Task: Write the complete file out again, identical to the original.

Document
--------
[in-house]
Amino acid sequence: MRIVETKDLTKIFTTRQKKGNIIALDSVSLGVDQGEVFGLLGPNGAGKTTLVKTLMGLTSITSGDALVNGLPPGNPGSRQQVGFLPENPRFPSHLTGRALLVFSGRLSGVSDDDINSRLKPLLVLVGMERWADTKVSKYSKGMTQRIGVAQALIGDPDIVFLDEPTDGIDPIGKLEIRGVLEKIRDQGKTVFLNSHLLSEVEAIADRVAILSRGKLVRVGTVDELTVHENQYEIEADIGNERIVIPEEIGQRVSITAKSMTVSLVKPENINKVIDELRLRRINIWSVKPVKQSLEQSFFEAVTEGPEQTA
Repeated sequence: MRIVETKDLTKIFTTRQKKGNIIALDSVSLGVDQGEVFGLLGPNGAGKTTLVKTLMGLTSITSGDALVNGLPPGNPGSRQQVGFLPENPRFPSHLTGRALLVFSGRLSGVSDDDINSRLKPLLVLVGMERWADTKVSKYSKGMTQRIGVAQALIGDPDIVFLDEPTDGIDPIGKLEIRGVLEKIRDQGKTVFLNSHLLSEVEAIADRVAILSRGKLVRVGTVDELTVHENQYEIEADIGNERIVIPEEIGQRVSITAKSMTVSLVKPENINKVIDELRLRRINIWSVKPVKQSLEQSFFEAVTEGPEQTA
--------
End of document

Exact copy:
[in-house]
Amino acid sequence: MRIVETKDLTKIFTTRQKKGNIIALDSVSLGVDQGEVFGLLGPNGAGKTTLVKTLMGLTSITSGDALVNGLPPGNPGSRQQVGFLPENPRFPSHLTGRALLVFSGRLSGVSDDDINSRLKPLLVLVGMERWADTKVSKYSKGMTQRIGVAQALIGDPDIVFLDEPTDGIDPIGKLEIRGVLEKIRDQGKTVFLNSHLLSEVEAIADRVAILSRGKLVRVGTVDELTVHENQYEIEADIGNERIVIPEEIGQRVSITAKSMTVSLVKPENINKVIDELRLRRINIWSVKPVKQSLEQSFFEAVTEGPEQTA
Repeated sequence: MRIVETKDLTKIFTTRQKKGNIIALDSVSLGVDQGEVFGLLGPNGAGKTTLVKTLMGLTSITSGDALVNGLPPGNPGSRQQVGFLPENPRFPSHLTGRALLVFSGRLSGVSDDDINSRLKPLLVLVGMERWADTKVSKYSKGMTQRIGVAQALIGDPDIVFLDEPTDGIDPIGKLEIRGVLEKIRDQGKTVFLNSHLLSEVEAIADRVAILSRGKLVRVGTVDELTVHENQYEIEADIGNERIVIPEEIGQRVSITAKSMTVSLVKPENINKVIDELRLRRINIWSVKPVKQSLEQSFFEAVTEGPEQTA